So what was so profound.. that I am now feeling inadequate as a leadership development expert. First what lead me to this thought... I have been reading and listening to famous speeches, stories and history on WWII, the pacific & D-Day for several days(See my last post). Coupled with some additional reading I had been doing on Martin Luther King and his Birmingham letter from prison... it struck me as strange the impact these stories had on my sense of who I was. I was too young or not even born then, but somehow I was able to relive these events. My sense of sacrifice.. what someone should face for the good of others was changing. Through study and experience with history, I was embracing the same values of the GI Generation.

My Fear: Are we missing this in programs we offer to young employees?

We know that these events helped form the value system of their generations. Values that future generations do not necessarily understand. For example, WWII vets came home with a new sense of citizenship. I am reminded of the story of John Brady, one of the flag raisers at Iwo Jima. He came home believing he an obligation to others because he survived when 1000s died taking the island. The question is why shouldn't other generations be exposed to these stories in a way that instills in them the same sense of citizenship. The same sense of it is not all about having fun.. or being able to do what you always want.

These significant events have taught their generations what is important to success and happiness. They have raised a consciousness among the generation.. but the lessons should be shared. Are we digging deeply enough in the personal development of these young employees? Will it will be years before they go through a leadership program where they are challenged by these sorts of stories? Are we even considering how important these stories are in our current leadership programs?

Sunday, July 8, 2007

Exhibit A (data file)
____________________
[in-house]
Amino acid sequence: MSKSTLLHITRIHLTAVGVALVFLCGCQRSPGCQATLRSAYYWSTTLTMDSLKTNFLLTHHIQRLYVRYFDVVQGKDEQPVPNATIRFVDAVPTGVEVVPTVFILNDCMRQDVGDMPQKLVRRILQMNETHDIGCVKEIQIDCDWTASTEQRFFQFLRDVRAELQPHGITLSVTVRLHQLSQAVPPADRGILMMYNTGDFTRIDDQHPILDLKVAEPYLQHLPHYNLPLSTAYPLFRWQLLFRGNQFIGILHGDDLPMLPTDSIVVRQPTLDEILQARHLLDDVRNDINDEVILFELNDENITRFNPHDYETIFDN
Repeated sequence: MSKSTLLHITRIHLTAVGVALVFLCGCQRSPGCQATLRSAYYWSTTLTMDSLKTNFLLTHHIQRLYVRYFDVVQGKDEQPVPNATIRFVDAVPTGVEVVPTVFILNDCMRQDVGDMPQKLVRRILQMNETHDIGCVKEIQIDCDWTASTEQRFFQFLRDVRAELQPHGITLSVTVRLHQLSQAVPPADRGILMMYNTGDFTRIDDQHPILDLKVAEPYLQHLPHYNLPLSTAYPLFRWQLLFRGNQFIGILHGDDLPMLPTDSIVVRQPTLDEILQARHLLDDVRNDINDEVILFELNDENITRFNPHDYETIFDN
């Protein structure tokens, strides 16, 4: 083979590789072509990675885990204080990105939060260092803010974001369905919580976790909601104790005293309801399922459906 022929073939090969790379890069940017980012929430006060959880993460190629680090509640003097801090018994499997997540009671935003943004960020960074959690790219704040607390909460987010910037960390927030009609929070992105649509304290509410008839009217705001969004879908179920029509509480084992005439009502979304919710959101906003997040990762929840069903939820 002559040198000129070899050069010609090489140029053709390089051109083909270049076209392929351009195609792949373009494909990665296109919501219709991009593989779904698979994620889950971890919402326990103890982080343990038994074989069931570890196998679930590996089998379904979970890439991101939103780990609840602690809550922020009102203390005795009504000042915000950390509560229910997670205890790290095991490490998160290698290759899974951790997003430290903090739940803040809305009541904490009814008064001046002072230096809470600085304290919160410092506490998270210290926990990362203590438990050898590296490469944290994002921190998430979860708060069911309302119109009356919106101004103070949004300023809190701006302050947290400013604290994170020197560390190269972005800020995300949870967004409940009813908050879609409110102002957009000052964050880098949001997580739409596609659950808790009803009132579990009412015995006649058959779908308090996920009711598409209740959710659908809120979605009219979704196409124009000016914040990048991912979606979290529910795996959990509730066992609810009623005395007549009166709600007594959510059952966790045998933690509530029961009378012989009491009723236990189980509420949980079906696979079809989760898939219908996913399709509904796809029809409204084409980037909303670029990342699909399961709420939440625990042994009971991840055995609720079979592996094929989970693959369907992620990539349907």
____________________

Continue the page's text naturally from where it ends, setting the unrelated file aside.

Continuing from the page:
The Boys of Pointe de Hoc

I have been rediscovering great speeches and letters over the past few days. Part of my journey begins with the great speech by President Reagan on the 40th anniversary of D-Day. The Boys of Pointe de Hoc speech, written by Peggy Noonan, is a vivid reminder of the courage and selflessness of an earlier generation. The video (look to the left) posted this week on the blog gives you a short part of the speech. For a transcript of the speech, you can find it on this page put up by the Regan Foundation. Douglas Brinkley has also published a great account behind this speech that gives an clear understanding to the importance of this speech in American history. I encourage you to read this book, but at minimum, listen to the speech. All of us, Gen Xs, Ys, etc.. need to recommit ourselves to a higher cause.. something greater than our own personal interest. This speech inspired me to this end... I hope it does the same for you.

Friday, July 6, 2007

Brigadier General Leo Brooks.

The Leaders Vault blog has an excellent video clip up with Brigadier General Leo Brooks discussing what the military is doing to develop leadership. After the introduction, it starts a little slow, but once he begins giving examples of what he means by "strategic thinking" and other principles, it it is very insightful.